FIG. 5 is a flowchart illustrating one embodiment of a software algorithm, executable by the system of FIG. 1, for addressing the torque limiting effect of FIG. 4 in producing the equivalent throttle value of the present invention.

DESCRIPTION OF THE PREFERRED EMBODIMENT

For the purposes of promoting an understanding of the principles of the invention, reference will now be made to one preferred embodiment illustrated in the drawings and specific language will be used to describe the same. It will nevertheless be understood that no limitation of the scope of the invention is thereby intended, such alterations and further modifications in the illustrated embodiment, and such further applications of the principles of the invention as illustrated therein being contemplated as would normally occur to one skilled in the art to which the invention relates.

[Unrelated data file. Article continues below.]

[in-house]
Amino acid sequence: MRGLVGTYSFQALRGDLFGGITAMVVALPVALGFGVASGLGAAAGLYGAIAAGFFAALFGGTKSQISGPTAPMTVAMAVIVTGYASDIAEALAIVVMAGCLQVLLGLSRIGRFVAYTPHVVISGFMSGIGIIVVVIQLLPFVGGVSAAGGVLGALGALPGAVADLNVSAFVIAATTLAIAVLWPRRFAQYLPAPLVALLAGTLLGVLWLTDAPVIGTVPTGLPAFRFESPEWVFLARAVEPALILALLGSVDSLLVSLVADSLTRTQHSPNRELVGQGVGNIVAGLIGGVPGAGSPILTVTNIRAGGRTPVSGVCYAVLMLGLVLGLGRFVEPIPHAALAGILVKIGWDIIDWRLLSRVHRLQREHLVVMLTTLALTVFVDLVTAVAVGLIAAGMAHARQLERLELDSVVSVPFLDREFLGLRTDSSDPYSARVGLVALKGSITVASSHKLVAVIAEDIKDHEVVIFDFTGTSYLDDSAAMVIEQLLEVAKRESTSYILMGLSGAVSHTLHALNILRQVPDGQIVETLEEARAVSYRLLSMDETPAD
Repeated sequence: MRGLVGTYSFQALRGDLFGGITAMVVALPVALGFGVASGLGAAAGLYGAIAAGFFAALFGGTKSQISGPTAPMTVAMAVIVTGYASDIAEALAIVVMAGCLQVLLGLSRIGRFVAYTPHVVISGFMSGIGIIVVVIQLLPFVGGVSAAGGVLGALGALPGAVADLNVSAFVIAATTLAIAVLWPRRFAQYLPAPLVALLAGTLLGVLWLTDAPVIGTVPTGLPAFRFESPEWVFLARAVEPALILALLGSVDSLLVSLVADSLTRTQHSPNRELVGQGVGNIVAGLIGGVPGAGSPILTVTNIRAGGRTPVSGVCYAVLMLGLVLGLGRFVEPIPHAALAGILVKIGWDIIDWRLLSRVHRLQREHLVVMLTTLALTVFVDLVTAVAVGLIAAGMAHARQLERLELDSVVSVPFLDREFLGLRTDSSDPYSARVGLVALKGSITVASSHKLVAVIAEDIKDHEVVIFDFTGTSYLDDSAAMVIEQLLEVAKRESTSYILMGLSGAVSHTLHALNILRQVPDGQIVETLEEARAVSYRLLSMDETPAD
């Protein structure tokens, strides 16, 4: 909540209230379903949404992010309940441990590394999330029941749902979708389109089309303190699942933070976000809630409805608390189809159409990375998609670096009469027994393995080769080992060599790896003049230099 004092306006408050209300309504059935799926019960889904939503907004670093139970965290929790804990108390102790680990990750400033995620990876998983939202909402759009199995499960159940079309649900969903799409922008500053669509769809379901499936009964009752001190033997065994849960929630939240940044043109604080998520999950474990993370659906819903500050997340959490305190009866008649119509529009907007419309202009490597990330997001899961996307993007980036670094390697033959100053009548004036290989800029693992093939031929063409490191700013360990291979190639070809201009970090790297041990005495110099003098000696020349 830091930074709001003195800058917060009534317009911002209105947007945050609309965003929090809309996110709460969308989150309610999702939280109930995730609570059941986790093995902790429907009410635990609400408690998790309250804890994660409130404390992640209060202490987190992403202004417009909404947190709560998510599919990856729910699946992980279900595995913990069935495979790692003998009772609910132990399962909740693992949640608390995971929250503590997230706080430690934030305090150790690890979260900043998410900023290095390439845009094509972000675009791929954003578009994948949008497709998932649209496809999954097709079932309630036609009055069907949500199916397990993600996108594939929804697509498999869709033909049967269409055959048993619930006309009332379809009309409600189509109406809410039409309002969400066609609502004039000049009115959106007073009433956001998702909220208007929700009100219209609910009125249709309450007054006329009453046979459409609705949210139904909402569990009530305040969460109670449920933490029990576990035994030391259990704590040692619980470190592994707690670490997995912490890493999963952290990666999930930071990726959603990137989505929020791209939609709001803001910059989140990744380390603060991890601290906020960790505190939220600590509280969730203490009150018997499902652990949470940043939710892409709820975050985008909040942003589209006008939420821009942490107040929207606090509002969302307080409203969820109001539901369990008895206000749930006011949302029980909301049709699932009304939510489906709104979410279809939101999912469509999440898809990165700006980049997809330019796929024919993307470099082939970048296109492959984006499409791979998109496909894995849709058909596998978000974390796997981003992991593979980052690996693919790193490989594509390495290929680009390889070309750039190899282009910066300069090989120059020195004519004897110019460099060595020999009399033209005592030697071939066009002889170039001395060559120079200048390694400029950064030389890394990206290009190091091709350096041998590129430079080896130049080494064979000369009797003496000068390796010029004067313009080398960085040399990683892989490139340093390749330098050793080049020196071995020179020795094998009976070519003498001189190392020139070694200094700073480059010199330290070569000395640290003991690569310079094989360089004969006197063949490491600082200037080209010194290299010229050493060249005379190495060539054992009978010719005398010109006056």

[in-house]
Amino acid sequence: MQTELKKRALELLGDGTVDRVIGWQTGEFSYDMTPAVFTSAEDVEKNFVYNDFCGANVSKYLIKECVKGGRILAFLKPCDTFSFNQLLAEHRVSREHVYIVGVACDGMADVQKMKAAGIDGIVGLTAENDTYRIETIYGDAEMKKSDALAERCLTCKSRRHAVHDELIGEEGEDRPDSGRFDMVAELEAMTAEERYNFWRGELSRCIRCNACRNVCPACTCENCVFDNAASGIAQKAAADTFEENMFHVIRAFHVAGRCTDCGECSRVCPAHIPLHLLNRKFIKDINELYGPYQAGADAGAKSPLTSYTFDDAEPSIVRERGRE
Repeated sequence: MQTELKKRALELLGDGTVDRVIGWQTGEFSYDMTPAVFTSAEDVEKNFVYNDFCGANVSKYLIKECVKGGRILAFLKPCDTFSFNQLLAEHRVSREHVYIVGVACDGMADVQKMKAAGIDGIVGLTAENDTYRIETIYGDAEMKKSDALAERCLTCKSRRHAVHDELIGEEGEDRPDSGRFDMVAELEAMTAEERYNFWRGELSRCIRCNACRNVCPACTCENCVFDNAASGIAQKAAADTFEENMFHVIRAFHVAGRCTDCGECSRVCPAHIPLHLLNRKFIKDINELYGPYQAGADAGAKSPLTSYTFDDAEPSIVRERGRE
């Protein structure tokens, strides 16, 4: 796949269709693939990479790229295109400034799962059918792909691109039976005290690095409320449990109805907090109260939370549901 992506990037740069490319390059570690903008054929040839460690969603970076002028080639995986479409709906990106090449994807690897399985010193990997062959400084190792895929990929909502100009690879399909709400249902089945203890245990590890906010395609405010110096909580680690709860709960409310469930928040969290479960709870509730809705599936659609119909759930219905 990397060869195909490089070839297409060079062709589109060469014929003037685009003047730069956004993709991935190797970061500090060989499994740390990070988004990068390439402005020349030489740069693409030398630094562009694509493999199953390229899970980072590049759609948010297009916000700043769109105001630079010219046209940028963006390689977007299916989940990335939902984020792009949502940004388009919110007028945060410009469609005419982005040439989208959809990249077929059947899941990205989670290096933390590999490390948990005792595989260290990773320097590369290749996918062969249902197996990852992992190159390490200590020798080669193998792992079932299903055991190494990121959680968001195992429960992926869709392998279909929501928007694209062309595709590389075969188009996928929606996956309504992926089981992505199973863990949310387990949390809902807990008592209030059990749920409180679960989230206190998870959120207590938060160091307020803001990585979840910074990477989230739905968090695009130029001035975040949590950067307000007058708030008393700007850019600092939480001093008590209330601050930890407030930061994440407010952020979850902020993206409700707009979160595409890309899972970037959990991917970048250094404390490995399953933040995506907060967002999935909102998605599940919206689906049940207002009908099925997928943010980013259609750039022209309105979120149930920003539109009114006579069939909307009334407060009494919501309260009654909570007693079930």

Referring to FIG. 1, one embodiment of a system 10 for producing an equivalent throttle parameter, in accordance with the present invention, is shown. Central to system 10 is a control computer 12 including a memory portion 15. In one preferred embodiment, control computer 12 is a known microprocessor-based computer operable to control and manage the overall operation of an internal combustion engine 14, wherein control computer 12 is commonly referred to as an engine control module (ECM), engine control unit (ECU) or the like. It is to be understood, however, that control computer 12 may alternatively be an auxiliary computer operable to produce an equivalent throttle parameter as described below. Internal combustion engine 14 is operatively connected to a transmission 16, which is itself operatively connected to a propeller shaft or tailshaft 18. In operation, engine 14 is operable to drive transmission 16, wherein transmission 16 is operable to drive the vehicle wheels (not shown) via tailshaft 18 and a drive axle (not shown) connected thereto, as is known in the art.